The UK housing sector has been remarkably resilient over the last few years. While the worldwide pandemic of course had an impact, the war in Ukraine, rising inflation/energy bills alongside talk of the next economic downturn are now starting to influence the market.
Lending Rates Edging Upwards
On Thursday the 5th of May the Bank of England (BoE) increased the Base Rate from 0.75% to 1%. SONIA, the replacement to LIBOR is based on actual overnight interest rates in active and liquid wholesale cash and derivative markets, making it more robust and less volatile than LIBOR.
Many commercial lenders track either the Base Rate or SONIA, so increases here inevitably have a direct effect on the cost of borrowing. Some lenders follow their own benchmark, which needs to be considered carefully. Other lenders are funded in a way where they can fix their rates (for a period). It is therefore vital that any borrower understands how their funding partner applies interest and if it could change during the loan term. It is also important to understand whether the lender is offering a committed or on-demand facility.
Whilst the press gets worked up about “rate rise, after rate rise” we must have some perspective and remember that the BoE Base Rate is still quite low as is the cost of money. We would do well to remember back to the mid-teen rates that we saw in the 1970s and 1980s, so a 1% base rate isn’t all bad..
A shakeup in the market is arguably sometimes a good thing and lenders have been announcing new fixed and tracker style products alongside rises. These are useful tools that borrowers can utilise to minimise the impact of interest rate rises.
Increasing Cost of Materials
The Construction Leadership Council (CLC) has warned that over the last three months inflation has increased by 10-15% on materials prices. This is likely to drive up the cost of materials impacting developers and contractors across the country. It is more important than ever that when a developer/contractor/QS prices a build that a healthy contingency is factored in.
Inflation Rises (and the cost of energy)
The cost of steel, cement, glass and other energy-intensive products are all expected to increase because of the energy crisis. And the increase in the price of raw materials in March was the highest in six months, which could constrain the availability of certain products.
Potential Economic Downturn
A stopped clock is right twice a day.
Whilst nobody truly knows when the next recession will be until it’s already upon us, we should bear in mind the differences between 2007/8 and 2022. Much of the damage caused by the ‘08 crash was because the banking sector got it very wrong, particularly with subprime mortgages and overleveraging without holding adequate liquidity reserves. Things have since changed and regulation increased, and whilst not perfect, liquidity shouldn’t be an issue this time around.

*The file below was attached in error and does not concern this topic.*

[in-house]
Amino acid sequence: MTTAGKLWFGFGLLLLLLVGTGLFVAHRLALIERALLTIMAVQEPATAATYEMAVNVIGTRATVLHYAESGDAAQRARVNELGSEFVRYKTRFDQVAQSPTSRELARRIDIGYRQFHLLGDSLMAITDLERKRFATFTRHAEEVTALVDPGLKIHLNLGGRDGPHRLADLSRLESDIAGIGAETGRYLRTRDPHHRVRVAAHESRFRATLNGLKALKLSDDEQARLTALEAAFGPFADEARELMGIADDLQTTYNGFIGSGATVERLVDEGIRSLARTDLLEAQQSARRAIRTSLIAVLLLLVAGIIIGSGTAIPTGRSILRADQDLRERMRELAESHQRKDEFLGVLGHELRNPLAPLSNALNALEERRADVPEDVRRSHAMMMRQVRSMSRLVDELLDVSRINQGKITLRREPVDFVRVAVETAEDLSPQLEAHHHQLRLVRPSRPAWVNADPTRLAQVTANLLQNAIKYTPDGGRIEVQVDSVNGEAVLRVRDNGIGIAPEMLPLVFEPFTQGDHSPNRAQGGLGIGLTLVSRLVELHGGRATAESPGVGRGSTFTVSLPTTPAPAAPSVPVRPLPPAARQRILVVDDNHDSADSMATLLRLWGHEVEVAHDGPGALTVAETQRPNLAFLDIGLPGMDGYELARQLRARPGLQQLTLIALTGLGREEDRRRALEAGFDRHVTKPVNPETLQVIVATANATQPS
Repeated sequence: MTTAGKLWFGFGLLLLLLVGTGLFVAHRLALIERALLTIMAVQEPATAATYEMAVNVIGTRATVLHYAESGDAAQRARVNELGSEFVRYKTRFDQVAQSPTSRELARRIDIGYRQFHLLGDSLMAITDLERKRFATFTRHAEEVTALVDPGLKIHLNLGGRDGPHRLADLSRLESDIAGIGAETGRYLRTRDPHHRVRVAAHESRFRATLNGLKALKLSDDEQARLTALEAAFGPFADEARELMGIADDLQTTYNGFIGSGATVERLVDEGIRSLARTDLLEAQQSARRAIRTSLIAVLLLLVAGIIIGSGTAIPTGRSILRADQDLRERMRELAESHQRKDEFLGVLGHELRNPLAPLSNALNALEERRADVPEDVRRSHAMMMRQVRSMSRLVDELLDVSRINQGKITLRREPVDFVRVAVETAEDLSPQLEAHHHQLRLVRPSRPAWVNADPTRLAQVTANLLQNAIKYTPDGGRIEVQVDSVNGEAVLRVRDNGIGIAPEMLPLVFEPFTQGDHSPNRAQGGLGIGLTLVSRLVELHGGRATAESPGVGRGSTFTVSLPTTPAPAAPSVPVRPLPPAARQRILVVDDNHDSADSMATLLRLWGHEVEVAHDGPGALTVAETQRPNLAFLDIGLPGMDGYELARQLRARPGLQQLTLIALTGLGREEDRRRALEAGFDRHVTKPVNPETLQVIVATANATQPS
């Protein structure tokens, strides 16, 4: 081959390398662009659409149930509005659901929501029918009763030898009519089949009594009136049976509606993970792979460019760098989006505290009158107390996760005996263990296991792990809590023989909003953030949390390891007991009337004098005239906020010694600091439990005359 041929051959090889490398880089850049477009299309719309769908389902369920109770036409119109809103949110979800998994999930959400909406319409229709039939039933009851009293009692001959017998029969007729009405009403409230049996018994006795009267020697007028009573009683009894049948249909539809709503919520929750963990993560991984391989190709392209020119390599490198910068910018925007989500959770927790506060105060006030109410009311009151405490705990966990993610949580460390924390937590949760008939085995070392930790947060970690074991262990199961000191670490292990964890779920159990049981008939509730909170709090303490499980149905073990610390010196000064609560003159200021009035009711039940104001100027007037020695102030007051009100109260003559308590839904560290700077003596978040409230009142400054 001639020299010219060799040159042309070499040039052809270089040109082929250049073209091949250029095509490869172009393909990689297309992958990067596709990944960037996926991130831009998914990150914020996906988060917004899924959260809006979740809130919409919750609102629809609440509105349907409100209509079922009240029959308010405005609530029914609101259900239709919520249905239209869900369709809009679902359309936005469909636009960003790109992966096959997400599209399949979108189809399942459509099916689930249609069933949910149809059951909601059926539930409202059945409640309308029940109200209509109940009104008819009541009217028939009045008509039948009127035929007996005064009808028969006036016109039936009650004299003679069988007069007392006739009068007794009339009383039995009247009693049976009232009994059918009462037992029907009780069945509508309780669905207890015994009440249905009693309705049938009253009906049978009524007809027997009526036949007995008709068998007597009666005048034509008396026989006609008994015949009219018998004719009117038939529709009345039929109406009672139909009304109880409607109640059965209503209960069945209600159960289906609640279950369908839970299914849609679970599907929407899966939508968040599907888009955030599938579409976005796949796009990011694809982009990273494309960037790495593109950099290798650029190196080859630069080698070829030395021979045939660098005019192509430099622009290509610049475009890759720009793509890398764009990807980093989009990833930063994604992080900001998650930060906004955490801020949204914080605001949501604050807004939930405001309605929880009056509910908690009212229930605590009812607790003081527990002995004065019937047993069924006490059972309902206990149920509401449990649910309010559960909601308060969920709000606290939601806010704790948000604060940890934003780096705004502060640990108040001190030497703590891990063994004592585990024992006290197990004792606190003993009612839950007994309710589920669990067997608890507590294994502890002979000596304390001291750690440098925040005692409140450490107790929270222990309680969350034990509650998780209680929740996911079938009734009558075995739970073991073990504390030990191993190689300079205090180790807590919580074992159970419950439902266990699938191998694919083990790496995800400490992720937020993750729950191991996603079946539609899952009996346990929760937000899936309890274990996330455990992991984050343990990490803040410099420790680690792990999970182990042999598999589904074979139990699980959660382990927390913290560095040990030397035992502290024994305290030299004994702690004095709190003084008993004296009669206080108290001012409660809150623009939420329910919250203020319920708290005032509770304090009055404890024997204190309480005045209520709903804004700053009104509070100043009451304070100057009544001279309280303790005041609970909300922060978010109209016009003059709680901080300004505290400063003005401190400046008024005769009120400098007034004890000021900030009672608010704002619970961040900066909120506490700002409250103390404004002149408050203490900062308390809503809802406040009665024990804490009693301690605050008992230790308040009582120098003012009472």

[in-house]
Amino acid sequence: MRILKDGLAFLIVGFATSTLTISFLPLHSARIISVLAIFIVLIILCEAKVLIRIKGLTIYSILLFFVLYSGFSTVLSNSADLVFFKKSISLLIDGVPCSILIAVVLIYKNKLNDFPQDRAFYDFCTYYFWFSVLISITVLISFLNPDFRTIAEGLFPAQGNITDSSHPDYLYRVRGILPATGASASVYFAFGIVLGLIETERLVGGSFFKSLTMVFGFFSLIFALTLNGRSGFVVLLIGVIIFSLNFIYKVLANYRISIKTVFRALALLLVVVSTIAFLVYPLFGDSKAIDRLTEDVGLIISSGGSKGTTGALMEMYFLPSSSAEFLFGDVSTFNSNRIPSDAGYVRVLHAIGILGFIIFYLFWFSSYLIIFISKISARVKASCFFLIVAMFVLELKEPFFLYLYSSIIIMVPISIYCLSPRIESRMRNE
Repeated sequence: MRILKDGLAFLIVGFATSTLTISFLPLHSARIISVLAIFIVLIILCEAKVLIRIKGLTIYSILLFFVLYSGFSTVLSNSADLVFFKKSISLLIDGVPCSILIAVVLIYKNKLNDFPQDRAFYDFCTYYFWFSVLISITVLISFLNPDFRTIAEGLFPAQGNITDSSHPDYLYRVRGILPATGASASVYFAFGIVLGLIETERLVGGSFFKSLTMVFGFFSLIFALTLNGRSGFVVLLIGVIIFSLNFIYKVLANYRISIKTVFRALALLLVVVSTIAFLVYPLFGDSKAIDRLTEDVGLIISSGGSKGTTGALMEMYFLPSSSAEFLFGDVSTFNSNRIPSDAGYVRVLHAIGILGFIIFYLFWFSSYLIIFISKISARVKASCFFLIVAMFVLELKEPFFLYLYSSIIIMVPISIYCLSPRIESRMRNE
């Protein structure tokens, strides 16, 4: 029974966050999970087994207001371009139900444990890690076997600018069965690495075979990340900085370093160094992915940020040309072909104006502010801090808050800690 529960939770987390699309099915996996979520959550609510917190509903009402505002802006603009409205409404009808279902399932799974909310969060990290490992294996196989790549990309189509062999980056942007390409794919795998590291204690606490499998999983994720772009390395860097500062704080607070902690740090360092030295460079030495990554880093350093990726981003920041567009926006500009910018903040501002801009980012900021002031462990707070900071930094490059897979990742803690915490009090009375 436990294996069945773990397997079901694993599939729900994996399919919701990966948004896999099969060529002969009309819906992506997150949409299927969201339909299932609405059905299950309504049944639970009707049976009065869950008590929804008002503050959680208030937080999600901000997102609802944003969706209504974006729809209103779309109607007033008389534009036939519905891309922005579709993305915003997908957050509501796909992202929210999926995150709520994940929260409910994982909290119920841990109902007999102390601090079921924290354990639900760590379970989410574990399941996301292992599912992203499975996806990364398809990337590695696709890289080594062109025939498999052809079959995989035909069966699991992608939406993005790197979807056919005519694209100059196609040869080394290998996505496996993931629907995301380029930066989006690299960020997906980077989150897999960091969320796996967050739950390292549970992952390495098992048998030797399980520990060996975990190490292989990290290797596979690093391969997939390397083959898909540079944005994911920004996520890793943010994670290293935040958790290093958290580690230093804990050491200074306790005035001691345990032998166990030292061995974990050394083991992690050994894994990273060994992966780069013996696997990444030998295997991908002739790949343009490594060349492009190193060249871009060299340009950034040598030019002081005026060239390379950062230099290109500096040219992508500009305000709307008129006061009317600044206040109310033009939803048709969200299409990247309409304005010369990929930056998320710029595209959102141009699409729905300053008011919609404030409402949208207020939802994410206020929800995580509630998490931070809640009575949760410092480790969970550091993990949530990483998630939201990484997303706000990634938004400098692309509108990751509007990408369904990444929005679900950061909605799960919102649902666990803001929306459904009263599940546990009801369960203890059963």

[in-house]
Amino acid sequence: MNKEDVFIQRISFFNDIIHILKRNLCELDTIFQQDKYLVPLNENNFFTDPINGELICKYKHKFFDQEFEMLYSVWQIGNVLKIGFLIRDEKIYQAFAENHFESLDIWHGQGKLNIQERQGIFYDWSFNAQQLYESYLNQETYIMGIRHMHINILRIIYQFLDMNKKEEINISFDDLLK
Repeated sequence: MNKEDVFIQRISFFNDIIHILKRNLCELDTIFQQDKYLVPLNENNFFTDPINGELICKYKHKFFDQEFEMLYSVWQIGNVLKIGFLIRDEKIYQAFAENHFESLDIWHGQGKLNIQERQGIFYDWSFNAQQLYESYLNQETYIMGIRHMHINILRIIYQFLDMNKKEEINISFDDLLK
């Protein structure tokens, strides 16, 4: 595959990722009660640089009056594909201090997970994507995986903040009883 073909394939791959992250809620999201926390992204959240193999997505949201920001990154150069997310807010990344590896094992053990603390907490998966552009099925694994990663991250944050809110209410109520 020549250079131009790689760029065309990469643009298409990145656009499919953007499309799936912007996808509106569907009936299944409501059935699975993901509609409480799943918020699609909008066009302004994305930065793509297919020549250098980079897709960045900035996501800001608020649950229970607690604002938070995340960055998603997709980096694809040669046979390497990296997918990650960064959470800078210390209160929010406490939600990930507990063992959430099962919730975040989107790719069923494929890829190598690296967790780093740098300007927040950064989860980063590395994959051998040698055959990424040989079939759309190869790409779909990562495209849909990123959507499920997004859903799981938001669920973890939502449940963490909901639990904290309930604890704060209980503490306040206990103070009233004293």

UK Property Prices
According to the Nationwide Housing Index House price growth slows in April but remains in double digits (12.1% down from 14.3%). A slow down should be expected given the increased pressure on wages given inflation in the wider economy, but for now at least growth is still on the cards. Whilst there are some challenges on the horizon, market turbulence and uncertainty create opportunities that don’t normally exist which can be very beneficial. The winners in these situations will be those who take a long term view on the market, and a long term view is always the answer.
Director, James Mole adds, ‘Whilst there are some challenges on the horizon, market turbulence and uncertainty create opportunities that don’t normally exist which can be very beneficial. The winners in these situations as ever, will be those who can react and adapt quickly to change, while maintaining a positive long term view.’
About J3 Advisory:
At J3, we recognise the fragmented nature of real estate and our mission is to make insurance and funding work for our clients. Our strength lies in understanding exactly what our clients want to achieve and giving them exactly what they need. We deliver pragmatic, connected and unconflicted advice that saves time and positively impacts their bottom line.